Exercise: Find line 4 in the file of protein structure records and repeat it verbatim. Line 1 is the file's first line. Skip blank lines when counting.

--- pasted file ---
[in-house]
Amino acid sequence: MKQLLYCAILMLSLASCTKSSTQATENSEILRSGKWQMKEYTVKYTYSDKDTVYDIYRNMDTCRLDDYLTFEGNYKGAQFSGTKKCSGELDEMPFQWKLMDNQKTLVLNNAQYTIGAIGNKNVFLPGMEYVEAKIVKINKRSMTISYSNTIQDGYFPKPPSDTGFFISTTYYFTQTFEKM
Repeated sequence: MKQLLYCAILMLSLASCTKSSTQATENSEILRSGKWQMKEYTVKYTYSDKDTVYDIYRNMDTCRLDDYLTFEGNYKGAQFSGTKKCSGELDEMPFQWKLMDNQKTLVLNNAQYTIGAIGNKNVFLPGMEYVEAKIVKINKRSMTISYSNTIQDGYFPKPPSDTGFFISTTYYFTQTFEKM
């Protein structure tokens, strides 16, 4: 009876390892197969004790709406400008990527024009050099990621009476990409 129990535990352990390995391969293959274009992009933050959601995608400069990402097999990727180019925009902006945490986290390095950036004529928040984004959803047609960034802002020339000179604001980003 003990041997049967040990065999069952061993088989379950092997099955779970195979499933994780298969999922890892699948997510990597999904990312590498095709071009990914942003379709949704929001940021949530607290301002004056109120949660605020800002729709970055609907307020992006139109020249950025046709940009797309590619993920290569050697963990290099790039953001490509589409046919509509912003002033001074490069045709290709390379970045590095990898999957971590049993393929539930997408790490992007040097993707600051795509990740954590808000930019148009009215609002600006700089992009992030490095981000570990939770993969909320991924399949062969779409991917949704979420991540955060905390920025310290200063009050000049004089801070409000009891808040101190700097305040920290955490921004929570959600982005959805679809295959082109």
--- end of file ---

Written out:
């Protein structure tokens, strides 16, 4: 009876390892197969004790709406400008990527024009050099990621009476990409 129990535990352990390995391969293959274009992009933050959601995608400069990402097999990727180019925009902006945490986290390095950036004529928040984004959803047609960034802002020339000179604001980003 003990041997049967040990065999069952061993088989379950092997099955779970195979499933994780298969999922890892699948997510990597999904990312590498095709071009990914942003379709949704929001940021949530607290301002004056109120949660605020800002729709970055609907307020992006139109020249950025046709940009797309590619993920290569050697963990290099790039953001490509589409046919509509912003002033001074490069045709290709390379970045590095990898999957971590049993393929539930997408790490992007040097993707600051795509990740954590808000930019148009009215609002600006700089992009992030490095981000570990939770993969909320991924399949062969779409991917949704979420991540955060905390920025310290200063009050000049004089801070409000009891808040101190700097305040920290955490921004929570959600982005959805679809295959082109």